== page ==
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The jumping gene and the soluble protein

Kevin Ng and colleagues are behind the discovery of a soluble protein produced by a “jumping gene” – an insertion of ancient parasitic DNA into the genome. The work has the potential to transform immunotherapy treatment and may also have therapeutic implications.

In recent years, immunotherapy has transformed the way we think about cancer treatment. The type of therapy, which relies on the body’s immune system to control and eliminate cancer, has the potential to radically transform the way the disease is managed in the future.

A lot of the interest has revolved in particular around the immune checkpoint protein PD-L1, which functions by keeping immune cells in check, making sure that healthy cells are not destroyed during the immune response. Cancer cells, however, have been shown to exploit this system to escape detection by immune cells. Blocking PD-L1 with monoclonal antibodies has thus been used as a strategy to overcome cancer’s ability to resist the immune response and to slow down the growth of tumours.  

So far, however, the benefits of this therapeutic approach have only been seen in a number of patients. To move beyond this, more research is needed to learn more about PD-L1, the way it is produced and the way it functions, and this is exactly the type of work that Kevin Ng, a PhD student at the Francis Crick’s Retroviral Immunology Laboratory and his colleagues have done. In a study published in eLife, they have identified 
a soluble form of the PD-L1 protein produced by a gene, which has been altered by parasitic DNA – a so called “jumping gene”.

Starting out

“When we started off this project, we had no idea that we would end up in the field of cancer. In fact, our interest revolved around “endogenous retroelements” – parasitic ancient DNA that can jump around the genome. We wanted to know more about how it can affect the function of genes. During the course of our research we discovered a specific retroelement embedded within the gene responsible for the production of PD-L1. Because it’s a gene that is hugely important for immunotherapy, but also for auto-immunity, we decided to study it in detail,” Kevin Ng, who is the lead author of the study, points out.

With his colleagues, he has also shown that the soluble form of the protein can play an important role in strengthening the immune response to fight off cancer cells. Indeed, their study shows that when the two forms of the PD-L1 protein are present together, the soluble version outcompetes the normal version to bind to a common receptor used by both proteins. This process appears to block the action of the normal immune checkpoint protein PD-L1, preventing it from inhibiting immune T cells.

Questions raised

Because PD-L1 is a protein that does not exist in the mouse genome, Kevin Ng and his team were restricted to studying human immune cells, isolated from the blood of healthy donors. “Any attempt to reconstitute an entire human immune system in a petri dish is challenging, so we decided to isolate relevant T-cells from blood samples and tested their activation in the presence of normal PD-L1 and soluble PD-L1”, Kevin Ng points out.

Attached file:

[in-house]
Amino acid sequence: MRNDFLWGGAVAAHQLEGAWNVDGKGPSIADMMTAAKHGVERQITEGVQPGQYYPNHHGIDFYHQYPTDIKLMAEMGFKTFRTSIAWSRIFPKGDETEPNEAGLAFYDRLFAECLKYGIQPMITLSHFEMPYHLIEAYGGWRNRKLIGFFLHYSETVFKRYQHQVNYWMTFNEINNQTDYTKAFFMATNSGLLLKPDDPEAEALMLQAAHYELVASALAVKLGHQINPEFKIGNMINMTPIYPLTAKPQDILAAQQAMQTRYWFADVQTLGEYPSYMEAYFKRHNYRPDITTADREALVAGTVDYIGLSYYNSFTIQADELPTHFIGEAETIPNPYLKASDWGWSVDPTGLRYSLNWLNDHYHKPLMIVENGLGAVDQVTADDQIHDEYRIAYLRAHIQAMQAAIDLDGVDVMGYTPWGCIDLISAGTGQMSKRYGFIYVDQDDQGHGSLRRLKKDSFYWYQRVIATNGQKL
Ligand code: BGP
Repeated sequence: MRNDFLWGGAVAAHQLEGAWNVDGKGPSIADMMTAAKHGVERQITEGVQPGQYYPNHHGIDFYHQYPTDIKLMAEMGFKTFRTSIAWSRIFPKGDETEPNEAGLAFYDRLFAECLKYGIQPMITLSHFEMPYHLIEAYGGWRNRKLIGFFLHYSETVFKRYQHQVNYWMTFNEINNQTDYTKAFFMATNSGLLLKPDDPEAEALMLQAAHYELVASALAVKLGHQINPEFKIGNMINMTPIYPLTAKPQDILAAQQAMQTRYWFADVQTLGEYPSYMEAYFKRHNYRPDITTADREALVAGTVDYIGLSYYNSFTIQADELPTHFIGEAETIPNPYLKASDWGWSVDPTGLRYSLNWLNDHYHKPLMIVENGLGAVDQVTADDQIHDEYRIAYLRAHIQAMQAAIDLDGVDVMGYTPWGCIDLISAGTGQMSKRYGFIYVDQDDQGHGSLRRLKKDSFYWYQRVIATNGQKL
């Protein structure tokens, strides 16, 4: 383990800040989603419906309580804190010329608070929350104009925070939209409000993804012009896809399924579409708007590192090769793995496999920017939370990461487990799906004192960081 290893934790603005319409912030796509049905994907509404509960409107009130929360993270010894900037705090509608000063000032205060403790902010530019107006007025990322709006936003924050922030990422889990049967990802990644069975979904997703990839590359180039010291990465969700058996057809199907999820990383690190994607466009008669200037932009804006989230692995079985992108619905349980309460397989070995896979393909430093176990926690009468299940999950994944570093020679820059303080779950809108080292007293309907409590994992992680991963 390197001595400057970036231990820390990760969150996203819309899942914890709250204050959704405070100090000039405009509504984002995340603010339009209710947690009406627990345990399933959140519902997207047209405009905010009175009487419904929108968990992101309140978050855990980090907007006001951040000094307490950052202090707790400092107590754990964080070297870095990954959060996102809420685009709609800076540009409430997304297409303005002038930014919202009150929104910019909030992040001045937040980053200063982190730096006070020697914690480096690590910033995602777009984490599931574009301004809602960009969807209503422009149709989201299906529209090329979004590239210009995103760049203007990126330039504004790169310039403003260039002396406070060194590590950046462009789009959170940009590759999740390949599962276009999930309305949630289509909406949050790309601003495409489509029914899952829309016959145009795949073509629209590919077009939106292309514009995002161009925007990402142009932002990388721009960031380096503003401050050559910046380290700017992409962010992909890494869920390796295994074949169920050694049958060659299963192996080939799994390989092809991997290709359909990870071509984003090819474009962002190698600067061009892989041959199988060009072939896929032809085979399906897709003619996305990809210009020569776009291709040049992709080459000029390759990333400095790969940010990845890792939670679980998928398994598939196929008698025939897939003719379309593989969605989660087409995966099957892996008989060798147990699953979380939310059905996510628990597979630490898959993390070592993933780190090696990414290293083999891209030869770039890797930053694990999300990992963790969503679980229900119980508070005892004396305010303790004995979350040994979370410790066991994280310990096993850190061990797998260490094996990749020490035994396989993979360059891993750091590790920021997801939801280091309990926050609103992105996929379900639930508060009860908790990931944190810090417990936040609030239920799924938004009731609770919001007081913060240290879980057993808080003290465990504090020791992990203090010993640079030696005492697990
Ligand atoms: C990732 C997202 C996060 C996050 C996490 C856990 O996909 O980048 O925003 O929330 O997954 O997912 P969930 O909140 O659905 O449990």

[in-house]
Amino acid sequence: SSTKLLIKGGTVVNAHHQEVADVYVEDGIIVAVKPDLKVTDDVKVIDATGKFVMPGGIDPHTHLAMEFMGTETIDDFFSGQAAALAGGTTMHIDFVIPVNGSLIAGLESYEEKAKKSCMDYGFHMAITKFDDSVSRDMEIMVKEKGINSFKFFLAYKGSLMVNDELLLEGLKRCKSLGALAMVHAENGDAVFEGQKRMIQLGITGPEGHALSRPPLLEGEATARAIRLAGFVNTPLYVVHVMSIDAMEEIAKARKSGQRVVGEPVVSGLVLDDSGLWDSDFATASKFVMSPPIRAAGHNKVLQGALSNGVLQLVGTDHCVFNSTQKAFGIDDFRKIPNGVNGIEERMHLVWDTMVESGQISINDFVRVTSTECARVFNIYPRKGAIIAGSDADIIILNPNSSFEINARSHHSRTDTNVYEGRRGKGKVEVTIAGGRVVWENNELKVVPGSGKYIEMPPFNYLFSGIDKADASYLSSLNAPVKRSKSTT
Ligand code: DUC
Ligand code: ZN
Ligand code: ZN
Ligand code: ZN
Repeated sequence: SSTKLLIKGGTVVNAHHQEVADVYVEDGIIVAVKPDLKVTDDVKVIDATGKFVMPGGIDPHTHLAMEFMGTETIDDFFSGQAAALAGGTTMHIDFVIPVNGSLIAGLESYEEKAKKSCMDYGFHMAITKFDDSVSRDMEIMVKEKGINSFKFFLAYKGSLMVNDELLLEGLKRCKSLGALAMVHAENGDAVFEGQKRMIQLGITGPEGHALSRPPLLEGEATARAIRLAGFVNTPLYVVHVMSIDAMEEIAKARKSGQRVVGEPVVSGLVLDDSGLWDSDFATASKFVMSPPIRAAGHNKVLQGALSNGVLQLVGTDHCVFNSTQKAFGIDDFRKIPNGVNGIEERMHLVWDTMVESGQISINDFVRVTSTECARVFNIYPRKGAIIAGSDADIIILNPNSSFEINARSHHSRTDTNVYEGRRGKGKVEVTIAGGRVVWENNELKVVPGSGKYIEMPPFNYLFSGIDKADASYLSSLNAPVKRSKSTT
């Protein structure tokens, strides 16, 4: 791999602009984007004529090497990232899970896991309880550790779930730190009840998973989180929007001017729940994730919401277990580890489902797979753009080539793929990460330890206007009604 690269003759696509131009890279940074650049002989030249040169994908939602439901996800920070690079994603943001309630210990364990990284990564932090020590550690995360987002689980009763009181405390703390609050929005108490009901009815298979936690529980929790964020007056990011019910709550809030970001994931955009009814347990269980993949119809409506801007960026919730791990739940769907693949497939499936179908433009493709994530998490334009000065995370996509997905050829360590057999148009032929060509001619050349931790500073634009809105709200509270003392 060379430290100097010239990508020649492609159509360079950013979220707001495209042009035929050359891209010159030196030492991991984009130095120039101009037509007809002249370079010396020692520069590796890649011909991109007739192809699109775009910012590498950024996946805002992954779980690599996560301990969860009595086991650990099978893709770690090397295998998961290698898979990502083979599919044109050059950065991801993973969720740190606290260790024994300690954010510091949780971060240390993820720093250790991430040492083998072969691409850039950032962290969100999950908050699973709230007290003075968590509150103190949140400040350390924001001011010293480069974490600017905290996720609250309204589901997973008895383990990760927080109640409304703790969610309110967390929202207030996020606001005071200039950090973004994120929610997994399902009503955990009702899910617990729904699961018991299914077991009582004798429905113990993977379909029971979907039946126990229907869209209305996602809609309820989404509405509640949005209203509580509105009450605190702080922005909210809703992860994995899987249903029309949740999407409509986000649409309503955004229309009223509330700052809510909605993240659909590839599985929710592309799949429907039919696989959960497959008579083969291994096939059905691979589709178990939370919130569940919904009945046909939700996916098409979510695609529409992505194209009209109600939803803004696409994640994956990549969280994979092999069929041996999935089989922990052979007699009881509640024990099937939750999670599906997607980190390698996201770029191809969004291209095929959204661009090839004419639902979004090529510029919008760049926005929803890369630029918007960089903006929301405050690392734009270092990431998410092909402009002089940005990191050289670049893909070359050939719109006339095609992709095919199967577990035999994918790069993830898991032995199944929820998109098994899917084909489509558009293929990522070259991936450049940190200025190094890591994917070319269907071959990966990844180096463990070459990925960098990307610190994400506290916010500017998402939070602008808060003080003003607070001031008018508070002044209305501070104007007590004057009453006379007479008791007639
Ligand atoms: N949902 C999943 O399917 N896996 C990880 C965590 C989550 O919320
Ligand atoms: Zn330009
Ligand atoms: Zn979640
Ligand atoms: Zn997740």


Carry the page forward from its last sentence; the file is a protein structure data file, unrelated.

The team believes that the insertion of parasitic DNA into the genome, which led to the production of the soluble protein, occurred about 200 million years ago.

“The DNA for the soluble protein can be found in the genome of every individual, but whether it is produced depends on a number of factors that we are trying to figure out. We know the protein is expressed in both healthy and diseased individuals, and seems to be most highly expressed in certain organs, such as the lungs. Why is it expressed there, what is it doing and what happens if we take it away are all the questions we are looking to answer in the near future. We want to learn more about how it might contribute to normal immune function, and from that how it can help boost immunotherapy and how it’s deregulated in autoimmune diseases,” Kevin Ng says.

The potential

While these published results are still preliminary, there is much optimism that this work will help improve the management and treatment of a number of diseases, including cancer. “It might be too early to say exactly how this could be translated into immunotherapy. However, in recent years, there has been much interest in CAR-T cells, which are engineered T cells that can target tumours. One of our hypotheses is that we might be able to take CAR-T cells and make them express the soluble form of the protein, which might help potentiate the immune response,” the researcher explains.

Another area of interest for the team is the field of autoimmune diseases, such as type 1 diabetes and multiple sclerosis. In the coming years, their aim is to study how soluble PD-L1 might be regulated in autoimmune diseases. They hope that the results of their investigations can give them new leads in the development of new treatments for patients. “If we reach this point, we might even look to see if we can repurpose any of the drugs that are already in the clinic for cancer to test whether they can be of help in the treatment of autoimmune diseases,” Kevin Ng concludes.   


Kevin NG

  • Undergraduate degree in Microbiology and Immunology from the University of British Columbia in Vancouver, Canada     
  • Currently a PhD student at the Francis Crick Institute     
  • Scientific interests include the non-coding genome and cancer immunology.

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